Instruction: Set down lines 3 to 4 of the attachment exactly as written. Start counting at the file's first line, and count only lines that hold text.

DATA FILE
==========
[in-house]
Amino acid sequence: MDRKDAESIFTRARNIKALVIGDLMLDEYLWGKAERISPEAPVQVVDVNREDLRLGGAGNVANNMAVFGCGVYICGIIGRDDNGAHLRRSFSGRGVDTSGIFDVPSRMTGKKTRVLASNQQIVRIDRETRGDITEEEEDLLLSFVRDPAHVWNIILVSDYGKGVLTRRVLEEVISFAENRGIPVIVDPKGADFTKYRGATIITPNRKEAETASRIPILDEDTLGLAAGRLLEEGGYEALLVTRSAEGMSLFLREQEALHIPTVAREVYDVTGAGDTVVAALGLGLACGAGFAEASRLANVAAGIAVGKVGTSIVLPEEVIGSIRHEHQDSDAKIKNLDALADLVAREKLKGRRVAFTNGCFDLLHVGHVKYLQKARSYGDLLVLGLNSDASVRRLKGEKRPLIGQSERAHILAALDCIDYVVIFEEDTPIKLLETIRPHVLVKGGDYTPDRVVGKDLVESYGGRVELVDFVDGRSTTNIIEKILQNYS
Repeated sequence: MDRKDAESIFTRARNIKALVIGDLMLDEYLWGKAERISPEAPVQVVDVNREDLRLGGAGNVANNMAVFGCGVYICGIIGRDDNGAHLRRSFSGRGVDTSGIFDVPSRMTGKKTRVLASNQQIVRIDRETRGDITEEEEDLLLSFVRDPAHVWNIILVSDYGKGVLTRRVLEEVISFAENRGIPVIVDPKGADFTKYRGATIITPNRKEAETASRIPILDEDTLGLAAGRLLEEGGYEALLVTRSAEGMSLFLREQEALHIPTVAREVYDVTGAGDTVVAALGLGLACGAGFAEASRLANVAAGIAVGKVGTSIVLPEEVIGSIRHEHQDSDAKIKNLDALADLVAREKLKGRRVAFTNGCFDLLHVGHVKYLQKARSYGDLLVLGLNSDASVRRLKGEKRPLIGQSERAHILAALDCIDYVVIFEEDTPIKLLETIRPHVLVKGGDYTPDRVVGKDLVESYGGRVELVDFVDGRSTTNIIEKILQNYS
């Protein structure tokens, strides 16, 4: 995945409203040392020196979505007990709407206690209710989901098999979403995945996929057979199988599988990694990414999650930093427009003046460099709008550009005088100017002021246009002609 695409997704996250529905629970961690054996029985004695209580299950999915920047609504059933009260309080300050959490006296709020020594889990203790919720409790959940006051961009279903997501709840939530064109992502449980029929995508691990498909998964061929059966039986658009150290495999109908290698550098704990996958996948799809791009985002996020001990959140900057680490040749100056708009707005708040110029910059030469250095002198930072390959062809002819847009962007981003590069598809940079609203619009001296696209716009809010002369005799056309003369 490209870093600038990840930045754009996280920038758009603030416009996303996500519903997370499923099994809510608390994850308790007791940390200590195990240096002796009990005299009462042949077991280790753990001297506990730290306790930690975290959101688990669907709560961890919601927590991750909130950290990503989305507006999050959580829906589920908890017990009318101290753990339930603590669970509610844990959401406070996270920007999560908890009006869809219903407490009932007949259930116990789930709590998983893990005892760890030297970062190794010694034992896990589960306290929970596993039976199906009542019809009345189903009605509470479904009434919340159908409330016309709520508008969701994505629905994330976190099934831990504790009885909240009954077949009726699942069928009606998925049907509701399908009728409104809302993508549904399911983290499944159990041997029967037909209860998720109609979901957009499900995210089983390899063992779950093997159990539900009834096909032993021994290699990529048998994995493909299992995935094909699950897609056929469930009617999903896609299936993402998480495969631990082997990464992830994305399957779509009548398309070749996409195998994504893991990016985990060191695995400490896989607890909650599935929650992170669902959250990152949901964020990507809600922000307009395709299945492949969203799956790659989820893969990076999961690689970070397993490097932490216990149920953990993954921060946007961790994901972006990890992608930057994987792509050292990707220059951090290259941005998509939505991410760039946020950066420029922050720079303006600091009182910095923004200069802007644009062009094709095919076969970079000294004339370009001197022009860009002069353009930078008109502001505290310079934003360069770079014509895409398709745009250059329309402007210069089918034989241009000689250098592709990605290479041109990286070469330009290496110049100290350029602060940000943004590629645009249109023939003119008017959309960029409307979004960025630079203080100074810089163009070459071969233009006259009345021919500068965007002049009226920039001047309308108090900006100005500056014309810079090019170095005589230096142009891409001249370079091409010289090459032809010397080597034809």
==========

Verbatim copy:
Repeated sequence: MDRKDAESIFTRARNIKALVIGDLMLDEYLWGKAERISPEAPVQVVDVNREDLRLGGAGNVANNMAVFGCGVYICGIIGRDDNGAHLRRSFSGRGVDTSGIFDVPSRMTGKKTRVLASNQQIVRIDRETRGDITEEEEDLLLSFVRDPAHVWNIILVSDYGKGVLTRRVLEEVISFAENRGIPVIVDPKGADFTKYRGATIITPNRKEAETASRIPILDEDTLGLAAGRLLEEGGYEALLVTRSAEGMSLFLREQEALHIPTVAREVYDVTGAGDTVVAALGLGLACGAGFAEASRLANVAAGIAVGKVGTSIVLPEEVIGSIRHEHQDSDAKIKNLDALADLVAREKLKGRRVAFTNGCFDLLHVGHVKYLQKARSYGDLLVLGLNSDASVRRLKGEKRPLIGQSERAHILAALDCIDYVVIFEEDTPIKLLETIRPHVLVKGGDYTPDRVVGKDLVESYGGRVELVDFVDGRSTTNIIEKILQNYS
């Protein structure tokens, strides 16, 4: 995945409203040392020196979505007990709407206690209710989901098999979403995945996929057979199988599988990694990414999650930093427009003046460099709008550009005088100017002021246009002609 695409997704996250529905629970961690054996029985004695209580299950999915920047609504059933009260309080300050959490006296709020020594889990203790919720409790959940006051961009279903997501709840939530064109992502449980029929995508691990498909998964061929059966039986658009150290495999109908290698550098704990996958996948799809791009985002996020001990959140900057680490040749100056708009707005708040110029910059030469250095002198930072390959062809002819847009962007981003590069598809940079609203619009001296696209716009809010002369005799056309003369 490209870093600038990840930045754009996280920038758009603030416009996303996500519903997370499923099994809510608390994850308790007791940390200590195990240096002796009990005299009462042949077991280790753990001297506990730290306790930690975290959101688990669907709560961890919601927590991750909130950290990503989305507006999050959580829906589920908890017990009318101290753990339930603590669970509610844990959401406070996270920007999560908890009006869809219903407490009932007949259930116990789930709590998983893990005892760890030297970062190794010694034992896990589960306290929970596993039976199906009542019809009345189903009605509470479904009434919340159908409330016309709520508008969701994505629905994330976190099934831990504790009885909240009954077949009726699942069928009606998925049907509701399908009728409104809302993508549904399911983290499944159990041997029967037909209860998720109609979901957009499900995210089983390899063992779950093997159990539900009834096909032993021994290699990529048998994995493909299992995935094909699950897609056929469930009617999903896609299936993402998480495969631990082997990464992830994305399957779509009548398309070749996409195998994504893991990016985990060191695995400490896989607890909650599935929650992170669902959250990152949901964020990507809600922000307009395709299945492949969203799956790659989820893969990076999961690689970070397993490097932490216990149920953990993954921060946007961790994901972006990890992608930057994987792509050292990707220059951090290259941005998509939505991410760039946020950066420029922050720079303006600091009182910095923004200069802007644009062009094709095919076969970079000294004339370009001197022009860009002069353009930078008109502001505290310079934003360069770079014509895409398709745009250059329309402007210069089918034989241009000689250098592709990605290479041109990286070469330009290496110049100290350029602060940000943004590629645009249109023939003119008017959309960029409307979004960025630079203080100074810089163009070459071969233009006259009345021919500068965007002049009226920039001047309308108090900006100005500056014309810079090019170095005589230096142009891409001249370079091409010289090459032809010397080597034809």